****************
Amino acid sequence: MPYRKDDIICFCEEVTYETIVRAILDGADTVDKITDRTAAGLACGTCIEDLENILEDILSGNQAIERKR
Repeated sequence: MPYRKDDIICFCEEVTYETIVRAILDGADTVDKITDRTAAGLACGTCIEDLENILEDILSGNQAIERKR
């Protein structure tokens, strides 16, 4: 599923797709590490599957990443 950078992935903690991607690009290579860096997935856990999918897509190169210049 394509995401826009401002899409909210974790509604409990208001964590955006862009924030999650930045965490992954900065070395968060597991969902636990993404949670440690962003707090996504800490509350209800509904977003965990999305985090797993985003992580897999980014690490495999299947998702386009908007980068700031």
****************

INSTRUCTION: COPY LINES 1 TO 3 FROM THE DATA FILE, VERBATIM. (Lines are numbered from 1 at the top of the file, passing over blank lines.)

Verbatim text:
Amino acid sequence: MPYRKDDIICFCEEVTYETIVRAILDGADTVDKITDRTAAGLACGTCIEDLENILEDILSGNQAIERKR
Repeated sequence: MPYRKDDIICFCEEVTYETIVRAILDGADTVDKITDRTAAGLACGTCIEDLENILEDILSGNQAIERKR
């Protein structure tokens, strides 16, 4: 599923797709590490599957990443 950078992935903690991607690009290579860096997935856990999918897509190169210049 394509995401826009401002899409909210974790509604409990208001964590955006862009924030999650930045965490992954900065070395968060597991969902636990993404949670440690962003707090996504800490509350209800509904977003965990999305985090797993985003992580897999980014690490495999299947998702386009908007980068700031």